UNCLOS represents a subjugation of American foreign policy to United Nations
ation in UNCLOS, it is taking a giant step forward in the continuing delegation of U.S. foreign policy to the United Nations. Recent milestones along this path include U.S. initiatives to multinationalize peacekeeping operations such as that in Bosnia, "humanitarian relief" operations as in Somalia and Rwanda, and actual belligerent military operations like the Gulf war.
Ironically, this "contracting out" of U.S. foreign policy is quietly taking place against the backdrop of a growing domestic debate on whether to repeal the War Powers Act, which places strict limits on the president's ability to use military force in support of foreign policy objectives. Would the lifting of War Powers Act restrictions lead the president to commit U.S. forces to ever more complicated and dangerous UN-sponsored military operations? Would the potential military commitments hidden in UNCLOS have a greater likelihood of developing? Will the United States eventually find itself in the position of "world policeman," being assigned roles and missions dictated by others?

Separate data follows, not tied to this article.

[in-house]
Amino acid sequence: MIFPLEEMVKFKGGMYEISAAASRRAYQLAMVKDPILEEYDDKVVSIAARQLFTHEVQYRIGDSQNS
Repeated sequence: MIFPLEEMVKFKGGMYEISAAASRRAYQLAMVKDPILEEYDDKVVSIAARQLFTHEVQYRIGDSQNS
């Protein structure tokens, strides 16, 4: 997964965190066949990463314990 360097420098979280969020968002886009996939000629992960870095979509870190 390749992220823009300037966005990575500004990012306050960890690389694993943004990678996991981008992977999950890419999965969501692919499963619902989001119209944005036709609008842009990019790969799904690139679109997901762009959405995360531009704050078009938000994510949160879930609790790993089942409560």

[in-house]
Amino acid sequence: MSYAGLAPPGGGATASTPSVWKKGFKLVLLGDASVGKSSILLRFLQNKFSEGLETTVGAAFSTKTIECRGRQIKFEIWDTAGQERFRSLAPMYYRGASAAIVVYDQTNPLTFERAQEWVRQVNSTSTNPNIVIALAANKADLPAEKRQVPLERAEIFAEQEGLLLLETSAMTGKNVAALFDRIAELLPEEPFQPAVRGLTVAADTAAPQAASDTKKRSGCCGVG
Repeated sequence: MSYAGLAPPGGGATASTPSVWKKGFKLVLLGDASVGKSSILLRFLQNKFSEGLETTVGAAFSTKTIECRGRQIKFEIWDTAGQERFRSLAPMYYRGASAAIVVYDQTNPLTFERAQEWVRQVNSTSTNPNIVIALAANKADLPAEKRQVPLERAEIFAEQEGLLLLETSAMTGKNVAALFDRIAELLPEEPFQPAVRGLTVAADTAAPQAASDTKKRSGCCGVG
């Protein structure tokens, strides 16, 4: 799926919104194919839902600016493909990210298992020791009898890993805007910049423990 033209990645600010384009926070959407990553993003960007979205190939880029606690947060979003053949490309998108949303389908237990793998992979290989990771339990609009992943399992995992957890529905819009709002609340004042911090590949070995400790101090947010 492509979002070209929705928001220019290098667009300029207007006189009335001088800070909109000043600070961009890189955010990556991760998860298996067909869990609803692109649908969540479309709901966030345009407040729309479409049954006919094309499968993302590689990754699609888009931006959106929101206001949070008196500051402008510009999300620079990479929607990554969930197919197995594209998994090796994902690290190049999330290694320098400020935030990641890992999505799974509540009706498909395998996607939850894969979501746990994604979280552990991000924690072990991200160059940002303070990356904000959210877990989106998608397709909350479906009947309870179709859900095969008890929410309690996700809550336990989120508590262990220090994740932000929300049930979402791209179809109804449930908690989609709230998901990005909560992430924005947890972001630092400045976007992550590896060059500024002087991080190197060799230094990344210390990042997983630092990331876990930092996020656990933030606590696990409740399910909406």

Many of those in favor of repealing the War Powers Act argue that meddlesome congressional oversight and second-guessing of presidential prerogatives are burdensome constraints. Imagine the second-guessing and interest group politics imposed by 170 nations and their bloated bureaucracy of international civil servants as the "contracting out" of U.S. foreign policy continues.
The International Seabed Authority and UNCLOS represent the surrender, with little or no compensation, of a variety of tangible U.S. security and sovereignty equities over a geographic area encompassing 70 percent of the earth's surface. The administration is attempting to bind this nation to a treaty and a bureaucratic organization whose basic operating principles are inimical to U.S. interests and that, to date, is officially recognized only by third world and landlocked states.